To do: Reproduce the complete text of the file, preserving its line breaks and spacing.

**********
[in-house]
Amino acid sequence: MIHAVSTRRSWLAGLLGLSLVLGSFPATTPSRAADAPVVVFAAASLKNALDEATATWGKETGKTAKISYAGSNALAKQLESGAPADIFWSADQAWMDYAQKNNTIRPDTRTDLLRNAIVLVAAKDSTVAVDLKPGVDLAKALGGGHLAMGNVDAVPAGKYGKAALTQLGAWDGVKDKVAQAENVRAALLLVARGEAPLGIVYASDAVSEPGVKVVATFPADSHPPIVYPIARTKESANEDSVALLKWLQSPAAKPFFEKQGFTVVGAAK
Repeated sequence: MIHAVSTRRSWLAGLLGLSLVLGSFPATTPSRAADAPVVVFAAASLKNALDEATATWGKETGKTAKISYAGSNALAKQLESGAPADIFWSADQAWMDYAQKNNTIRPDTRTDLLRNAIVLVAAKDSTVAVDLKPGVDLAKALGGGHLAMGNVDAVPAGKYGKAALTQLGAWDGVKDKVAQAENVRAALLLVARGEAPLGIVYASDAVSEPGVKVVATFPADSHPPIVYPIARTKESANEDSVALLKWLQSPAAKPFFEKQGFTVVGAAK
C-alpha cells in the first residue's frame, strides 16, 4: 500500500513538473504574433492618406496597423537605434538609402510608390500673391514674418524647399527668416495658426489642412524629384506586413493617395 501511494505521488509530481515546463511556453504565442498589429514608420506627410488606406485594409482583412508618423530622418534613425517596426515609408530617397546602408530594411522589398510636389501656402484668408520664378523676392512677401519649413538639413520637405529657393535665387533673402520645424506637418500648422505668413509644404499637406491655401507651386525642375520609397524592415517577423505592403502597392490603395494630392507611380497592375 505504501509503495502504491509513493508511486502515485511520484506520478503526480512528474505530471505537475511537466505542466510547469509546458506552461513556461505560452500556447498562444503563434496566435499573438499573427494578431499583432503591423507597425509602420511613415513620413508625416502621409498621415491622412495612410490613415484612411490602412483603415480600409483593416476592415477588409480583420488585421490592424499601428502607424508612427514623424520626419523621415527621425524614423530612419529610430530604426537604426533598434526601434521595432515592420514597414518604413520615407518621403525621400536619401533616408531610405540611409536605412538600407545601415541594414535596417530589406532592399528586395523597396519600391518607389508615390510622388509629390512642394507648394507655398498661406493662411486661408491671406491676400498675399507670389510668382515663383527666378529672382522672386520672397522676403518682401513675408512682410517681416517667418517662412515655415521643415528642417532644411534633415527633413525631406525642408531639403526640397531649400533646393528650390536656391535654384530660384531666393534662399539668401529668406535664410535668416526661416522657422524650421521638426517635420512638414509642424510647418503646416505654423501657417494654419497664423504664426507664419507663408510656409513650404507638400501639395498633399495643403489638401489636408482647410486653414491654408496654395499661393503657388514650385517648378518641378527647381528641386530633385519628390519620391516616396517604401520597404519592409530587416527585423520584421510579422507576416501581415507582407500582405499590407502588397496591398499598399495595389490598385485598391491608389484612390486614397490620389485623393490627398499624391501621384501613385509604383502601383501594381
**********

[in-house]
Amino acid sequence: MIHAVSTRRSWLAGLLGLSLVLGSFPATTPSRAADAPVVVFAAASLKNALDEATATWGKETGKTAKISYAGSNALAKQLESGAPADIFWSADQAWMDYAQKNNTIRPDTRTDLLRNAIVLVAAKDSTVAVDLKPGVDLAKALGGGHLAMGNVDAVPAGKYGKAALTQLGAWDGVKDKVAQAENVRAALLLVARGEAPLGIVYASDAVSEPGVKVVATFPADSHPPIVYPIARTKESANEDSVALLKWLQSPAAKPFFEKQGFTVVGAAK
Repeated sequence: MIHAVSTRRSWLAGLLGLSLVLGSFPATTPSRAADAPVVVFAAASLKNALDEATATWGKETGKTAKISYAGSNALAKQLESGAPADIFWSADQAWMDYAQKNNTIRPDTRTDLLRNAIVLVAAKDSTVAVDLKPGVDLAKALGGGHLAMGNVDAVPAGKYGKAALTQLGAWDGVKDKVAQAENVRAALLLVARGEAPLGIVYASDAVSEPGVKVVATFPADSHPPIVYPIARTKESANEDSVALLKWLQSPAAKPFFEKQGFTVVGAAK
C-alpha cells in the first residue's frame, strides 16, 4: 500500500513538473504574433492618406496597423537605434538609402510608390500673391514674418524647399527668416495658426489642412524629384506586413493617395 501511494505521488509530481515546463511556453504565442498589429514608420506627410488606406485594409482583412508618423530622418534613425517596426515609408530617397546602408530594411522589398510636389501656402484668408520664378523676392512677401519649413538639413520637405529657393535665387533673402520645424506637418500648422505668413509644404499637406491655401507651386525642375520609397524592415517577423505592403502597392490603395494630392507611380497592375 505504501509503495502504491509513493508511486502515485511520484506520478503526480512528474505530471505537475511537466505542466510547469509546458506552461513556461505560452500556447498562444503563434496566435499573438499573427494578431499583432503591423507597425509602420511613415513620413508625416502621409498621415491622412495612410490613415484612411490602412483603415480600409483593416476592415477588409480583420488585421490592424499601428502607424508612427514623424520626419523621415527621425524614423530612419529610430530604426537604426533598434526601434521595432515592420514597414518604413520615407518621403525621400536619401533616408531610405540611409536605412538600407545601415541594414535596417530589406532592399528586395523597396519600391518607389508615390510622388509629390512642394507648394507655398498661406493662411486661408491671406491676400498675399507670389510668382515663383527666378529672382522672386520672397522676403518682401513675408512682410517681416517667418517662412515655415521643415528642417532644411534633415527633413525631406525642408531639403526640397531649400533646393528650390536656391535654384530660384531666393534662399539668401529668406535664410535668416526661416522657422524650421521638426517635420512638414509642424510647418503646416505654423501657417494654419497664423504664426507664419507663408510656409513650404507638400501639395498633399495643403489638401489636408482647410486653414491654408496654395499661393503657388514650385517648378518641378527647381528641386530633385519628390519620391516616396517604401520597404519592409530587416527585423520584421510579422507576416501581415507582407500582405499590407502588397496591398499598399495595389490598385485598391491608389484612390486614397490620389485623393490627398499624391501621384501613385509604383502601383501594381